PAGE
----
Parents urged to act as whistleblowers to stop school places fraud

Hotline would identify parents who had cheated on their application forms
Click to follow
The Independent Online

Parents are being encouraged to use a "whistleblowing" hotline to inform on other parents who they think may have lied or cheated their way into getting a place for their child at a popular school.

The Government gave its backing to the move after its admissions watchdog revealed an estimated 4,200 parents a year were obtaining places through fraud.

The move comes as it emerged yesterday that one in six parents (83.2 per cent) had failed to get their child into their first choice secondary school. The figure is exactly the same as last year and means there are nearly 90,000 disappointed families.

In a report published to coincide with the figures, Dr Ian Craig, the Chief Schools Adjudicator, estimated there were around 4,200 cases of parents making fraudulent applications for school places.

These include using relatives' (usually grandparents) addresses instead of their own, renting a home within the school's catchment area for a short time and falsely reporting a marriage breakdown, with one parent moving into a house in the catchment area for a short period.

Dr Craig's report, however, shies away from making it a criminal offence to fraudulently claim a school place. He was supported on this by the Schools Secretary, Ed Balls.

"It is essential that the public realise that there are always 'losers' if a parent uses deceptive or misleading information to gain a school place," Dr Craig's report said.

As a result, it recommends children whose parents deceive school authorities should automatically lose their place once the deception is proved.

It recommends eliminating a clause from the compulsory code on school admissions which allows them to retain the place if they have been at the school for some time before the deception is uncovered.

It also suggests that councils should routinely check 10 per cent of all applications to see if fraud has occurred – and make it clear to all applicants that this will happen.

It urges a fast-track appeals procedure to resolve allegations of deception within two weeks.

The report says it uncovered 1,400 cases of fraud which had been dealt with by local authorities over the past year.

However, most authorities reckoned there were at least two other suspected cases for every one that was proved. One in three authorities said the problem was on the increase.

Mr Balls said: "Whilst I am reassured that only a tiny minority of parents apply dishonestly, I am also clear that every place gained by deception is denying another child their rightful place."

He added: "I have always been clear that it it has not been and is not our intention that parents should be criminalised."

However, he stopped short of accepting Dr Craig's recommendation that a school place should automatically be withdrawn if a fraudulent claim was proved – saying it should be up to the independent appeals panel to decide.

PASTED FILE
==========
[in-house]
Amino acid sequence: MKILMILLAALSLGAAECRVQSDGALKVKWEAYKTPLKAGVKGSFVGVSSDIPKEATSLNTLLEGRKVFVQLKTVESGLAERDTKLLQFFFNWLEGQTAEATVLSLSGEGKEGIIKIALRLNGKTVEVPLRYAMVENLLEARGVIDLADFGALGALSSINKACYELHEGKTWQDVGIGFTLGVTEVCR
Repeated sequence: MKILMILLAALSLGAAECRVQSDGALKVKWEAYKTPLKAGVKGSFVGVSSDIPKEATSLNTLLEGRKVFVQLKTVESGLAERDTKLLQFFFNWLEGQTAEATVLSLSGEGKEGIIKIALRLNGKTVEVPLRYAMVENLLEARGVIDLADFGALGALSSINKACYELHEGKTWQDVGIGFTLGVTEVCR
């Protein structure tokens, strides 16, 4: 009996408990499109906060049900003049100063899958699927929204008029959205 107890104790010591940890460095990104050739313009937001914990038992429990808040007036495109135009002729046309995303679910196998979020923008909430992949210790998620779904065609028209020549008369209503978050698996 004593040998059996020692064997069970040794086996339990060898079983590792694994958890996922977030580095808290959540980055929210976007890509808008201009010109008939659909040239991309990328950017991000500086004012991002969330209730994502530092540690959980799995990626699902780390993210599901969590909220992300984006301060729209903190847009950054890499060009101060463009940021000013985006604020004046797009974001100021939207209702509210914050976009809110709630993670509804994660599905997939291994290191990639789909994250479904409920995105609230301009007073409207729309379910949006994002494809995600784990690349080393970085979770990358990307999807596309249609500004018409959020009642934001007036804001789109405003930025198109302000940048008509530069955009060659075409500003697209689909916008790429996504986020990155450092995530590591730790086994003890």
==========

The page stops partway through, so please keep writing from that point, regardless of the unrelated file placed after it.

Michael Gove, the Conservatives' schools spokesman, said: "Too many parents don't get the schools they want. The reality is that it is only the rich who can guarantee the kind of education they want for their children, either by going private or by paying for a mortgage in the right catchment area."

Yesterday's school admissions figures showed that – while the number of families losing out on their first-choice school had remained constant at 16.8 per cent – the percentage of families offered one of their top three preferences had risen from 94.6 per cent to 96.9 per cent.

Similarly, the number offered a place at one of their six preferences had risen by 0.4 percentage points to 95.6 per cent.

Book of tricks: How parents try to fool the schools

The commonest forms of deception cited by the Chief Schools Adjudicator, Ian Craig. The figures denote the number of complaints and are taken from the Adjudicator's initial report on deception and fraud by parents.

70 *The use of relatives' addresses, usually those of grandparents with the same surname, so that utility bills can be produced upon request

33 *Taking out a short-term rental or tenancy agreement in the desired school's catchment area for the duration of the application period

28 *Fraudulently reporting the breakdown of a marriage, resulting in one parent (usually the mother) moving to an address within the school's catchment area

25 *Parents are genuinely separated, but falsely claim that their child is living permanently with a parent living in the catchment area

24 *Use of an address owned by the parents but not their permanent address – often a rental property

21 *Parents using an address on the application form before moving away and not informing the local authority

16 *Commercial or business address within the catchment area passed off as the "home" address

14 *Use of a friend's address, sometimes swapping addresses with them in the short-term

*Headteachers have also claimed they have been offered bribes in advance of decisions on admissions

Comments